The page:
Week 4 Review

This week I’m reviewing one of the most important 90’s BritPop albums: (What’s The Story) Morning Glory? by Oasis. Yet another album with lukewarm reviews initially but is now considered a classic.   

Artist: Oasis {Liam Gallagher (vocals), Noel Gallagher (lead guitar), Paul Authurs (rhythm guitar), Paul McGuigan (bass guitar), Alan White (drums)}
Album: (What’s the Story) Morning Glory?
Year: 1995
Genre: BritPop
Rating: 3.333/5 Stars

Worth Your Time? Listen to it only while your driving.

Twitter Review: Mediocrity thy name is Morning Glory. It has some qualities of a good album but those get overwhelmed by the time everything is over.

Top 3 Tracks: 

  1. Champagne Supernova
  2. Wonderwall
  3. I’m not wasting your time by picking a third song from an 10 way tie.

Things to Look For:

  • Now where have I heard that before?  Oasis is famous for their songs sounding fairly similar to existing songs. I’m sure you could pick out a couple listening to it or at least have one déjà vu moment.
  • Follow the bouncing ball.  I don’t think I know of an album that I can sing along to as much as I can with this one.  It is definitely the album’s greatest quality and makes this one of the best albums to listen to in your car. Champagne Supernova is of course the sing-along high point.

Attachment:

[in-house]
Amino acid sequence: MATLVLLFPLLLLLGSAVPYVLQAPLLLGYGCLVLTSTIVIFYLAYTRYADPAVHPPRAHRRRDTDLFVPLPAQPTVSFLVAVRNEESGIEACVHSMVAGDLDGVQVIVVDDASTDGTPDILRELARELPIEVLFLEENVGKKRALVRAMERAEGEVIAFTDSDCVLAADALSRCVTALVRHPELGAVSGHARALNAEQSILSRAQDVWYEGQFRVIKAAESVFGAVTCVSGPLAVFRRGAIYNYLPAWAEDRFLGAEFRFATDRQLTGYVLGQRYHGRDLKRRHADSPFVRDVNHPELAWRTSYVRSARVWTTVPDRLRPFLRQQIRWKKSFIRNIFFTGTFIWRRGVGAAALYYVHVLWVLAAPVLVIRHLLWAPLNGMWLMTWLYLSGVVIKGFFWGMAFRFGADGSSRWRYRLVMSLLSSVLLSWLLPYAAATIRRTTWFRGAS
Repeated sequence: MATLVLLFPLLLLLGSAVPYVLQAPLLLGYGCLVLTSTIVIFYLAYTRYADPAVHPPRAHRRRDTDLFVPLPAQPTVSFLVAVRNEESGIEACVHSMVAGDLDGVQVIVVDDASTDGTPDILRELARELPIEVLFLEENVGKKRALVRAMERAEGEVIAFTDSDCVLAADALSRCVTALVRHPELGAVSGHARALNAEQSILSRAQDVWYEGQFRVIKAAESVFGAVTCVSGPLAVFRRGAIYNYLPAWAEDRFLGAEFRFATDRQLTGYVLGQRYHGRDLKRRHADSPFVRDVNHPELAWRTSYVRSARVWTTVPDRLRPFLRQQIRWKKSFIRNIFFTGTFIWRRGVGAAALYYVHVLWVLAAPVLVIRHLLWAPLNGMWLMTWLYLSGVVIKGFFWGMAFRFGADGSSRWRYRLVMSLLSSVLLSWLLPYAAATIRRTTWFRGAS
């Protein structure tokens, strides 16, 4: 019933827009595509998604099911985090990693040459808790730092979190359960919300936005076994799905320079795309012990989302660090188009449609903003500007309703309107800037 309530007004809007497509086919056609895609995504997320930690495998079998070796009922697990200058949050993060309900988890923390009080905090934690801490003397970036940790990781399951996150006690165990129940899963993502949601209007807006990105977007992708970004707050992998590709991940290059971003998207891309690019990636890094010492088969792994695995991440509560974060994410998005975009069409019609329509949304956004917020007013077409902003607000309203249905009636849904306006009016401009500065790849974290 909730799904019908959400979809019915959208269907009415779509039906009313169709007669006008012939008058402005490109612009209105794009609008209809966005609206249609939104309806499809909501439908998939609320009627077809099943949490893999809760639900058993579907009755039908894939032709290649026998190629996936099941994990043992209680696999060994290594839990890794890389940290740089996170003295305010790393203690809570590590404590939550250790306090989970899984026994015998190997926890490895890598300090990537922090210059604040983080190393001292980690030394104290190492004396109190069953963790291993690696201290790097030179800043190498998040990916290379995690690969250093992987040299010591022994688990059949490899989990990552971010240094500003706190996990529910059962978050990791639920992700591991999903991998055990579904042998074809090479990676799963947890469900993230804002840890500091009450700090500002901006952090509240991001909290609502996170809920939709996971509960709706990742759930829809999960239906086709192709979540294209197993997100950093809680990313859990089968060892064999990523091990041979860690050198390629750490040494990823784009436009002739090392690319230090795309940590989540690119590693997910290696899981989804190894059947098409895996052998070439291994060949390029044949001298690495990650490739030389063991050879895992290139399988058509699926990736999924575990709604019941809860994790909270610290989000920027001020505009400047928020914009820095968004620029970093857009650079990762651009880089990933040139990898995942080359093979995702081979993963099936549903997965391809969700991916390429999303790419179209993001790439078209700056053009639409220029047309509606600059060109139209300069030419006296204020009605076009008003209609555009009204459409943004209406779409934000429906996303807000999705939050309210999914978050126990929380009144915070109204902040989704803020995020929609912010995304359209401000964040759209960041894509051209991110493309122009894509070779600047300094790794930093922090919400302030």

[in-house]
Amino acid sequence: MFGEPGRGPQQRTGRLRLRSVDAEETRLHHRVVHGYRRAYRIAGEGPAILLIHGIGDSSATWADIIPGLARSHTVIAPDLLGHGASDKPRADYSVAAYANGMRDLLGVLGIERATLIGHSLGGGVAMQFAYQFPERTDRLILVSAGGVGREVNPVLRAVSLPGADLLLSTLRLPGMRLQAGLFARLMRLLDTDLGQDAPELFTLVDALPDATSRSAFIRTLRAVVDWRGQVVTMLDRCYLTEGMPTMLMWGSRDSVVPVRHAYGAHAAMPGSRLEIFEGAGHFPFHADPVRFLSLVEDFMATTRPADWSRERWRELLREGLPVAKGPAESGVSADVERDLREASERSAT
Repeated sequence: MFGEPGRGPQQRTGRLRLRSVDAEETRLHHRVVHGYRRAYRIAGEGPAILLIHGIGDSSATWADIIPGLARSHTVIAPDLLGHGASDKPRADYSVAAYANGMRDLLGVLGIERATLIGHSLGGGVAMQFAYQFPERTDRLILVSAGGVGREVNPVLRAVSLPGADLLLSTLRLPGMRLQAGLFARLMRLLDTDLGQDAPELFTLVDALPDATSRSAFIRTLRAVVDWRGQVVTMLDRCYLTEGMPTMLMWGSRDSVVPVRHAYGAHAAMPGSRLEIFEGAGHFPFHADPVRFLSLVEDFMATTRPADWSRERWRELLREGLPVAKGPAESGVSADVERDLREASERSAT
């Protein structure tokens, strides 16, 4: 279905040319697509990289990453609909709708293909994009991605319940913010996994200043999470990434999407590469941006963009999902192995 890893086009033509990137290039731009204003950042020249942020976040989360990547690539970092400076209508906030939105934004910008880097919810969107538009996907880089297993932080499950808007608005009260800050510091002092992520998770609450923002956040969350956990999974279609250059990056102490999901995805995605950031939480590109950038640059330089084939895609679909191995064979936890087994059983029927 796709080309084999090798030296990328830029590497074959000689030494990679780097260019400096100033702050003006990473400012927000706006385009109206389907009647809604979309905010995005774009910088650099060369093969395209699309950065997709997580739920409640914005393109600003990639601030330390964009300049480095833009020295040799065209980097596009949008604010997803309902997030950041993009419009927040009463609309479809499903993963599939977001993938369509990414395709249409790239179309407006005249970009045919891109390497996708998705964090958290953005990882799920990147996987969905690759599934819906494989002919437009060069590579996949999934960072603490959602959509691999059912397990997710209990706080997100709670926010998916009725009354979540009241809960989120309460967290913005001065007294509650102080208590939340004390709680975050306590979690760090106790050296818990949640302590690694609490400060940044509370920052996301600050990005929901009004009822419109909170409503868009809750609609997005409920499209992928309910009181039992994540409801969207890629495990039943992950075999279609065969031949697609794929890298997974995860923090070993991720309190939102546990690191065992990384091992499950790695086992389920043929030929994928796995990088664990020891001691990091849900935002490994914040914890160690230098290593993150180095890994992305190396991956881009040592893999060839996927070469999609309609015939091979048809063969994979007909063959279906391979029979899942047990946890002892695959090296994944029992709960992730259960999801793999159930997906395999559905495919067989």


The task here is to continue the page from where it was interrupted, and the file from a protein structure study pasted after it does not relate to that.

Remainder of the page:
• Silence.  There is a moment in Wonderwall where it’s nearly silent as the guitar fades for a couple beats before the drums start back up. For whatever reason I have always loved that moment.
  • Feuding brothers. Liam and Noel got into all sorts of fights and were a mainstay for British tabloids. It’s worth reading up on their brotherly love throughout the years.

Low Points: I usually I struggle with this moment.  And you would think with this being one of the greatest if not greatest 90’s BritPop album of all time, I would struggle here as well. I really wish that was the case but I think the original reviews had it right.  Even though I am compelled to sing with every chorus on the album, I can barely tell the songs apart minus the two US singles.  They’re just so unimaginative and similar sounding.  Most of the tracks are just kind of there. Maybe from a historical/cultural perspective they are important but that really doesn’t help me enjoy the songs. Again, not counting the two US singles. I cannot stress that enough.

Anything Else: This album has a lot of personal significance.  It was the very first compact disc I ever bought and with my own money too.  I went home and listened to it in my bedroom over and over being it was the only thing I could play in my CD player. Wonderwall was the first song I ever tried to learn on my saxophone by just listening to it and trying to figure out the notes.  After weeks of practicing, I debuted my incredible recreation in the high school art room after some coaxing from a close friend. After I finished, he quietly informed me that it sounded absolutely nothing like the song. I stuck to pop songs I had sheet music for after that. (Yellow Submarine, anyone?)

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